Employees in Belgium will soon be allowed to choose a four-day workweek, thanks to important labour reforms announced this week by the country’s coalition government.
Aside from not having to adhere to a Monday-Friday work schedule, employees are permitted to turn off their work devices nor will they be required to reply to any sort of work-related emails or messages after hours.
While announcing the reform package, Belgian prime minister Alexander de Croo told a press conference, “We have experienced two difficult years. With this agreement, we set a beacon for an economy that is more innovative, sustainable and digital. The aim is to be able to make people and businesses stronger.”
A substantial chunk of Belgium’s recent labour regulations affect employees’ work-life balance in both the public and private sectors. Employees will be able to seek a four-day week under a reform plan agreed upon by the country’s federal government.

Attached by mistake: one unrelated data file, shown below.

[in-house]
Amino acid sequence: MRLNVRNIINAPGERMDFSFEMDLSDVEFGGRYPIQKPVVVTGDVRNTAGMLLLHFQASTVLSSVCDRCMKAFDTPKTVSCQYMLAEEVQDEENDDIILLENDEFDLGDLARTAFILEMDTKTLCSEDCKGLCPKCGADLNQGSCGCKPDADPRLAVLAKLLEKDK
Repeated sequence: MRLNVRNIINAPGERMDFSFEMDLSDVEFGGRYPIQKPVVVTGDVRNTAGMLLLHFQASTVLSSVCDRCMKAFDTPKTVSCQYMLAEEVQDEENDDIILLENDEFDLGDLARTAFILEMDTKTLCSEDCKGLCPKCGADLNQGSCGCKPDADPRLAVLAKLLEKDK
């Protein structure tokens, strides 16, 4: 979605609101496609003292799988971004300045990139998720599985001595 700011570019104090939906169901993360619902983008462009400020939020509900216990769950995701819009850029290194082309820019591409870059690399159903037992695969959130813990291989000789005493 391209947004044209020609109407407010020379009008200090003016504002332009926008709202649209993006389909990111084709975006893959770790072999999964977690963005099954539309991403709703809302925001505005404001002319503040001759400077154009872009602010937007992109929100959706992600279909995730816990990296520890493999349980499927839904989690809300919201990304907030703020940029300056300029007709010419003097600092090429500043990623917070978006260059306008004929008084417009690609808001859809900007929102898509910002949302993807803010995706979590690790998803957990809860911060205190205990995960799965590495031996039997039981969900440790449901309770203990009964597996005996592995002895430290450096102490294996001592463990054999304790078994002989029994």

A government spokesperson confirmed to a European news agency that employees would be able to ask to work four days a week for a period of six months. After that, they could choose to continue the arrangement or return to a five-day week with no negative consequences.
Creating a ‘Work-Life’ balance
Citing work-life balance, civil officials in Belgium’s federal government were granted the freedom to disconnect earlier this year, allowing them to switch off work gadgets and ignore communications after hours without fear of repercussions from superiors.
All Belgian workers, even those in the private sector, will now have access to the same benefits.
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